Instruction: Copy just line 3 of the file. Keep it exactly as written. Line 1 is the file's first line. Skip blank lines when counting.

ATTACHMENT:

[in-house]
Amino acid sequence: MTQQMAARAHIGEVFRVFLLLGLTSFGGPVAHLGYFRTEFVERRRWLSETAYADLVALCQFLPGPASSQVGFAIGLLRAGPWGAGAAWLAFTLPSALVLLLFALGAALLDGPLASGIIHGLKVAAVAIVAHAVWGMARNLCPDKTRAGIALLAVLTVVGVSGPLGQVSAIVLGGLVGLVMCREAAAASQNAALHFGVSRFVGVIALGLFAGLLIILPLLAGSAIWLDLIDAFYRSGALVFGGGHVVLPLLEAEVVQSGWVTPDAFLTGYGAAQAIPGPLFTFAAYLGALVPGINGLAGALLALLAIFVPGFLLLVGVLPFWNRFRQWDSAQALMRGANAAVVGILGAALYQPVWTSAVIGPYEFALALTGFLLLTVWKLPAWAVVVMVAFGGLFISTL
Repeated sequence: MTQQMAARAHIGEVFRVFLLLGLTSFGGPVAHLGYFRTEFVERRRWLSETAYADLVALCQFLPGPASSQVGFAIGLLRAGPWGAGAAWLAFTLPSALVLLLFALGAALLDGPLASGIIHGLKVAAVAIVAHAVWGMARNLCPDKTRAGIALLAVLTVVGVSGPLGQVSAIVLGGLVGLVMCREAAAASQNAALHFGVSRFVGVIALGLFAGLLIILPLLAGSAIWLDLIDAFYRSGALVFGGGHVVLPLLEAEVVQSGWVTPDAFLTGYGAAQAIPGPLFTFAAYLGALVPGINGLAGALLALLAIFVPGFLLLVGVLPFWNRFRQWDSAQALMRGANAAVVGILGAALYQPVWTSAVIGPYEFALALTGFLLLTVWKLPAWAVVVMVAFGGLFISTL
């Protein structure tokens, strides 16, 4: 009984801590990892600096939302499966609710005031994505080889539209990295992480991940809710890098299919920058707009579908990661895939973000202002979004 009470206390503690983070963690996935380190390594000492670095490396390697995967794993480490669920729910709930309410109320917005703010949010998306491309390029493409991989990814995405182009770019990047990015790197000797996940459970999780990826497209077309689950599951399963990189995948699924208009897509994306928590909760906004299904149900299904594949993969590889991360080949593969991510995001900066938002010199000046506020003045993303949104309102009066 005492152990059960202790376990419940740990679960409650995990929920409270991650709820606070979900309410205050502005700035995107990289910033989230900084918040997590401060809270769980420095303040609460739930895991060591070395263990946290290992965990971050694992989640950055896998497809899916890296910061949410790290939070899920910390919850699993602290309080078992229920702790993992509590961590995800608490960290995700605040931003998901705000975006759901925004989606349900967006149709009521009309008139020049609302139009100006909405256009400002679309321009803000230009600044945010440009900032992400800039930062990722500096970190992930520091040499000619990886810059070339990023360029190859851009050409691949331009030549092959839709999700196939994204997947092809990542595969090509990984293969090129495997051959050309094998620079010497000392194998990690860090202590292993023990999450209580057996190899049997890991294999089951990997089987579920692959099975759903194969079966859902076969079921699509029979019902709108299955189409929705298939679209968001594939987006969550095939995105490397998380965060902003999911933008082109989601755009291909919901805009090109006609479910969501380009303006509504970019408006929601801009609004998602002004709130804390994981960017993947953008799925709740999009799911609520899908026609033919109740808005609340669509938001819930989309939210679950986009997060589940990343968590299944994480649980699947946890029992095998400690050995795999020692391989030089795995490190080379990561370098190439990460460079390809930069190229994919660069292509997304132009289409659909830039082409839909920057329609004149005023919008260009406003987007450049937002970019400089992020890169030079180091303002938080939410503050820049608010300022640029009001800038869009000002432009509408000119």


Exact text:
Repeated sequence: MTQQMAARAHIGEVFRVFLLLGLTSFGGPVAHLGYFRTEFVERRRWLSETAYADLVALCQFLPGPASSQVGFAIGLLRAGPWGAGAAWLAFTLPSALVLLLFALGAALLDGPLASGIIHGLKVAAVAIVAHAVWGMARNLCPDKTRAGIALLAVLTVVGVSGPLGQVSAIVLGGLVGLVMCREAAAASQNAALHFGVSRFVGVIALGLFAGLLIILPLLAGSAIWLDLIDAFYRSGALVFGGGHVVLPLLEAEVVQSGWVTPDAFLTGYGAAQAIPGPLFTFAAYLGALVPGINGLAGALLALLAIFVPGFLLLVGVLPFWNRFRQWDSAQALMRGANAAVVGILGAALYQPVWTSAVIGPYEFALALTGFLLLTVWKLPAWAVVVMVAFGGLFISTL